A parallel example comes from a company that similarly wanted to see video examples of a new positioning concept before diving into a full campaign. In this instance, the company screened participants from a network of crowdsourced videographers with a research questionnaire, and ultimately invited 25 of these creators to participate.

The project was launched privately, so no external audiences -- including the competition -- could see the work being developed. From the 25 submissions, the brand selected five which they judged as the best original concepts. These video storyboards were then put into online focus group research, to determine through qualitative and quantitative analysis which video execution might have the greatest impact.

The process saved the company hundreds of thousands of dollars in research and production costs, while providing them with a more thought-out foundation from which to launch their product's video campaign.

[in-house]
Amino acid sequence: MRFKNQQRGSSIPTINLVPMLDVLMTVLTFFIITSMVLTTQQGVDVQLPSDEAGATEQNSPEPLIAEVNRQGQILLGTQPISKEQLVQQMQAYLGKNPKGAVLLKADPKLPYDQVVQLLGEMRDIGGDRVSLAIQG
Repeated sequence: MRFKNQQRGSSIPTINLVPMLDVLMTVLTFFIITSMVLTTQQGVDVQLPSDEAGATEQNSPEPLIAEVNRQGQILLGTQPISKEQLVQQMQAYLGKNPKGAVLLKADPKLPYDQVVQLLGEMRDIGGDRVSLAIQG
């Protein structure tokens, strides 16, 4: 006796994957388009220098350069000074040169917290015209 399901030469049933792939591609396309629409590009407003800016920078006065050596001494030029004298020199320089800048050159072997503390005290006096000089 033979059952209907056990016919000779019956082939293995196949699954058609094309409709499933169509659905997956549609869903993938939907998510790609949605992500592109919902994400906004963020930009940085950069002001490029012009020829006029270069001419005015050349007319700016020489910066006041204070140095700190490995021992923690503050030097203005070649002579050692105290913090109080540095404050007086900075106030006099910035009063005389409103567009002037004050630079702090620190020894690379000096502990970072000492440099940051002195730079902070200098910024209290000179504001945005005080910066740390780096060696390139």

A final example is from a restaurant chain that wanted to see how a proposed positioning statement could be portrayed, especially by videographers who were already predisposed to the brand and product line in a competitive space.

The new statement was shared with ten videographers the brand cherry-picked from a crowd, who then proceeded to execute their versions of a commercial based on the provided messaging. The results were varied and unique, giving the restaurant chain a solid sampling of how a video campaign might be presented. The brand will put a handful of these videos into internal review, and then external quantitative analysis.

Once the research is completed, the top-performing video will be reshot, with some minor enhancements to be proposed by the brand based on the research results.

At its best, research enables companies to get the information they need to make intelligent decisions without breaking the bank. It is most fascinating that in the fast-moving world of video today, companies can actually be part of creating new forms of research to meet these needs.

6 comments about "Video Storyboarding: Crowdsourced Research ".
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  1. Lyn Graft from LG Pictures, May 17, 2011 at 5:05 p.m.